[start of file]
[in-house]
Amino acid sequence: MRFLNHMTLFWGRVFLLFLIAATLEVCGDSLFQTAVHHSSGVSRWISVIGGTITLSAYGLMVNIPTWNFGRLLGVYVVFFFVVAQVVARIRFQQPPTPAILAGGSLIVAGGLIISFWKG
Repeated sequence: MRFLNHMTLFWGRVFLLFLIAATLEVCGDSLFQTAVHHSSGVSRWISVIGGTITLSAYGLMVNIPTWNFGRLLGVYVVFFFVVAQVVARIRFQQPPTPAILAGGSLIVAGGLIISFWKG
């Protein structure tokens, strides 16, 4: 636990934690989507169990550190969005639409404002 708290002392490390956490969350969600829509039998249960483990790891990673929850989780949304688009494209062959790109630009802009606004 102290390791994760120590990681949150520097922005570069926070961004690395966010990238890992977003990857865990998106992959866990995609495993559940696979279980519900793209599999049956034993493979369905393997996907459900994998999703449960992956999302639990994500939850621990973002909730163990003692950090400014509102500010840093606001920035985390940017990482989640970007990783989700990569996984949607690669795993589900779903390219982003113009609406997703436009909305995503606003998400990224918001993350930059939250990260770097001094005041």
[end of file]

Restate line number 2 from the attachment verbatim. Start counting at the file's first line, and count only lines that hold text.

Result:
Amino acid sequence: MRFLNHMTLFWGRVFLLFLIAATLEVCGDSLFQTAVHHSSGVSRWISVIGGTITLSAYGLMVNIPTWNFGRLLGVYVVFFFVVAQVVARIRFQQPPTPAILAGGSLIVAGGLIISFWKG